I took a trip back to New York this past fall to visit family and friends as I do every couple of years. Relatives and friends are getting on, and I also enjoy spending time with my many nieces and nephews, and their own progeny. It’s hectic and involves much local travel, but has its rewards. You see people—sometimes randomly—you haven’t seen in years. One of those friends is Raymond Longchamp, whom I hadn’t seen in 39 years.
Ray and I worked together in a wholesale gift company warehouse in Mahwah, New Jersey in 1974, and were part of a small group of young men who got fired for coming back from lunch drunk on a payday. Actually, some were fired, and some not (Ray and I included among the latter), but the initial survivors were marked men who were let go soon after, when the warehouse slowed down after Christmas. The last time I remember seeing him was at a Gregg Allman solo tour concert we took in with some mutual friends at the Felt Forum in Madison Square Garden. At any rate, we were out-of-touch all that time.
He was a pretty good informal beers-in-the-living-room guitar player at the time. Ray had gotten started at age six after seeing the Beatles perform on the Ed Sullivan Show, and over the years I heard about him playing solo or in bands in the New York-New Jersey area. I’d see his name mentioned in a tiny newspaper ad for playing in some hole-in-the-wall dive in North Jersey or on a back road out in the woods in Pennsylvania. I’m sure he’s met some interesting characters over the years and paid his dues, as the saying goes. When I caught up with his music again it was through YouTube. He also has a website, raylongchamp.com.
I checked it last fall when I visited, and showed up at two of his local solo appearances. I saw him first at the Landmark Inn in Warwick, New York. At the Landmark he sat in the bar on a chair behind a microphone with his guitar. When he finished playing a tune I walked over and leaned down and told him who I was. His round-faced silvery-bearded countenance lit up .“Oh no,” he beamed. The evening turned into a lively reunion, as we sat at a table in the bar afterwards. Ray took out his phone and called another old friend of ours now living in Texas.
Ray is a busy musical entrepreneur. He plays an average of 25 gigs per month, either solo or in a duet format with another guitarist-vocalist named Vince Manzo. In his solo appearances he is very adept at figuring out even the most arcane audience requests. If he’s heard it, he can likely play it. As a guitar sideman, Ray has toured with the venerable group “Jay and the Americans.” He has studied jazz guitar with the legendary Bucky Pizzarelli and his son John, and managed to earn a teaching certificate from Rutgers University. In his own music teacher “day job,” Ray handles up to 30 to 40 students per week, mostly giving guitar lessons, but also instruction in mandolin and banjo.
He also plays part time in a six-man aggregation called “The Peach Project,” which is an “Allman Brothers Band” tribute band. I haven’t seen the Peach Project live, but there are a number of YouTube videos online, featuring them playing outdoors at summer gigs, which seems to be their main milieu. Their musicianship and adherence to the arrangements of the Allman Brothers repertoire is uncanny. They are very good. And Ray is an excellent slide guitar player.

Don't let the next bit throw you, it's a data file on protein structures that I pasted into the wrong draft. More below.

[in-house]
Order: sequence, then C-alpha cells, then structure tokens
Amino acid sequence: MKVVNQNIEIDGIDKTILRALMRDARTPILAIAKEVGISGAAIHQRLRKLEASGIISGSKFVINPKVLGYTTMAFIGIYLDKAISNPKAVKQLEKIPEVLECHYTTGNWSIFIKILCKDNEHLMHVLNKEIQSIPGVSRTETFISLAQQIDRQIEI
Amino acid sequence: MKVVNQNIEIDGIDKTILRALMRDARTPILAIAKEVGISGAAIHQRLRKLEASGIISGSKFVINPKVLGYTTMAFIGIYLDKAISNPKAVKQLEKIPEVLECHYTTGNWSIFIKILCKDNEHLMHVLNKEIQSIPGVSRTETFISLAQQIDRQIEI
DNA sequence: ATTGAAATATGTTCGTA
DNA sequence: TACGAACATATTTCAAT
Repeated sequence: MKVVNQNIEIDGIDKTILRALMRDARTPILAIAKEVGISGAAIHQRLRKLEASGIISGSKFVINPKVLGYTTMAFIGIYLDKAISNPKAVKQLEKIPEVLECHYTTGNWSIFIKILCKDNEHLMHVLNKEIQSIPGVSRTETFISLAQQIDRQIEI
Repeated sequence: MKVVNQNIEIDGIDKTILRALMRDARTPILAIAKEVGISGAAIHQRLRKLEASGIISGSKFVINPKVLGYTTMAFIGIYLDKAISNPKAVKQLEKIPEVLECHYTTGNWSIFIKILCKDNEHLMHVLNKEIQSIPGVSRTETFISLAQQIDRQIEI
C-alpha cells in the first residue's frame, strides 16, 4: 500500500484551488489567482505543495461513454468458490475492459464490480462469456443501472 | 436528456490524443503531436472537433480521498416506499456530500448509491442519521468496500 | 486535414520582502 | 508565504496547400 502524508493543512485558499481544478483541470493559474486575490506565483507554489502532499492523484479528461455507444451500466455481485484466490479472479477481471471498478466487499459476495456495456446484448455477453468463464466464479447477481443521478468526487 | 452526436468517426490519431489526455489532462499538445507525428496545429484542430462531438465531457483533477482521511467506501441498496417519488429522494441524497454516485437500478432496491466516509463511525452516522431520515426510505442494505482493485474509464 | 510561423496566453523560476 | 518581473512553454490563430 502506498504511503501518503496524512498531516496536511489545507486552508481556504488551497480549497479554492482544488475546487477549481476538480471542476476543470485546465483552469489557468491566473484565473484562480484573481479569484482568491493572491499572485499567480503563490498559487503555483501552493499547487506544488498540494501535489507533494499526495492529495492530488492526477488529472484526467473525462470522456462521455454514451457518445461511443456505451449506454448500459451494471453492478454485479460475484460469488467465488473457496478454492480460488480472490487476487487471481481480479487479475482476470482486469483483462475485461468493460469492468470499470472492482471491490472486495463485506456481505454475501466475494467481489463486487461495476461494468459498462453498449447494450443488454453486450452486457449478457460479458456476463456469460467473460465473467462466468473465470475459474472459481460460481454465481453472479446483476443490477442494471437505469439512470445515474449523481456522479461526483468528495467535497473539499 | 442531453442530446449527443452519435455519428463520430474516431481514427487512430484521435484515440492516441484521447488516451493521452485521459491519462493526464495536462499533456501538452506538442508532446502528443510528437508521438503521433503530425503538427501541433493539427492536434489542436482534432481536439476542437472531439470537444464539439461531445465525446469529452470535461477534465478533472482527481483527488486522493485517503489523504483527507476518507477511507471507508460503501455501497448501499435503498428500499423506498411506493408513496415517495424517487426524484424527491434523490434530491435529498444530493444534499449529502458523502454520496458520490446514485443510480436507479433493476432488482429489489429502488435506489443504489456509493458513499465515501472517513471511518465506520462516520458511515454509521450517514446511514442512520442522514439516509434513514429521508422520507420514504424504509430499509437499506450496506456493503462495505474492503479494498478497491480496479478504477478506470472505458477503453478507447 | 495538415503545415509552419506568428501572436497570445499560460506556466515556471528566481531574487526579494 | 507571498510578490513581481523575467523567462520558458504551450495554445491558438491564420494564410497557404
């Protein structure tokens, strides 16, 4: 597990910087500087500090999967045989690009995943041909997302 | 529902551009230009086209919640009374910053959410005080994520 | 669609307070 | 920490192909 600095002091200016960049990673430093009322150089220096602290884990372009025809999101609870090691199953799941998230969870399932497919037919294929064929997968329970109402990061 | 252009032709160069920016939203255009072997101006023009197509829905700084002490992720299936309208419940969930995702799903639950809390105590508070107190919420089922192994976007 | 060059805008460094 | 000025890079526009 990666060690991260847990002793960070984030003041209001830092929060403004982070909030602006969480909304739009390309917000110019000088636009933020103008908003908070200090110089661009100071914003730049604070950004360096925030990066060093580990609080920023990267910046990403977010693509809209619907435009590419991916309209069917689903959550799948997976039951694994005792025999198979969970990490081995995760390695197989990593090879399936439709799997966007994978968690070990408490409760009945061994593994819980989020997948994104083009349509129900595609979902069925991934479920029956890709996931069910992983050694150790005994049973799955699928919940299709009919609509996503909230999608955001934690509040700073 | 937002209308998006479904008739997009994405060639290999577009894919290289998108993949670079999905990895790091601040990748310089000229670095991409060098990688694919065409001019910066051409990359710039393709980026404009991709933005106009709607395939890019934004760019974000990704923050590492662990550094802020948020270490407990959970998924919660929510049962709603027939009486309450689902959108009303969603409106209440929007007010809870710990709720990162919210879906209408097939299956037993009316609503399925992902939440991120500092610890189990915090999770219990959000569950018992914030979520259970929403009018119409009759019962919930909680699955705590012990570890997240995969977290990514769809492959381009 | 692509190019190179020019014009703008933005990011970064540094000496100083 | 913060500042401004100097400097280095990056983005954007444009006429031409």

Slide playing is an essential element of the American Delta and Chicago blues traditions (along with the harmonica). It was originally done acoustically ( Son House, Robert Johnson, Fred McDowell), then electrically (Muddy Waters, Elmore James, Hound Dog Taylor—the latter having six fingers on his left hand). Put simply, the guitar is tuned to an open chord such as G. This is called “Spanish” tuning. A metal or hard glass slide is worn on the middle, index, or pinkie finger and slid over the strings while not pressing down hard on the frets. This produces an expressive vibrato. Over the years the technique has been taken up by Ry Cooder, Bonnie Raitt, Derek Trucks, Sonny Landreth, Roy Rogers (not the legendary cowboy singer), and the late Lowell George. Though if the concept of genius can be applied to slide playing, that title belongs to the late Duane Allman.
Duane Allman (1946-1971) was influential in bringing blues slide playing to rock music. One of his innovations was copying blues harmonica techniques with the guitar. This fact put him in the same class as his contemporaries Jimi Hendrix and Eric Clapton. Allman is something of a legend not only for his brilliant playing, but for the fact that he died young in a motorcycle accident in Macon, Georgia at the age of 24. His legacy animates “The Peach Project.”
The Allman Brothers Band (founded by brothers Duane and Gregg) were one of those legendary acts (along with the Grateful Dead, the Rolling Stones, the Doors, Lynyrd Skynyrd, et al.) that lent themselves to the tribute band phenomenon. Like Elvis impersonators in Las Vegas, some of these bands actually make a good living playing as precisely as they can another band’s repertoire. You have to be an excellent musician to do this in the first place. The downside is that these acts don’t record their own originally produced music, except for live recordings of their tribute fodder, usually found on YouTube. A Grateful Dead clone called “The Dark Star Orchestra” is noted for this modus operandi. And this ties in to the visual stage presentation too. I remember a Stones tribute band in the ’80s called “Sticky Fingers,” whose lead singer could have actually passed for Mick Jagger.
Ray works hard doing something that he loves. I concur. He’s a lucky man. It was great to catch up with him after all these years.
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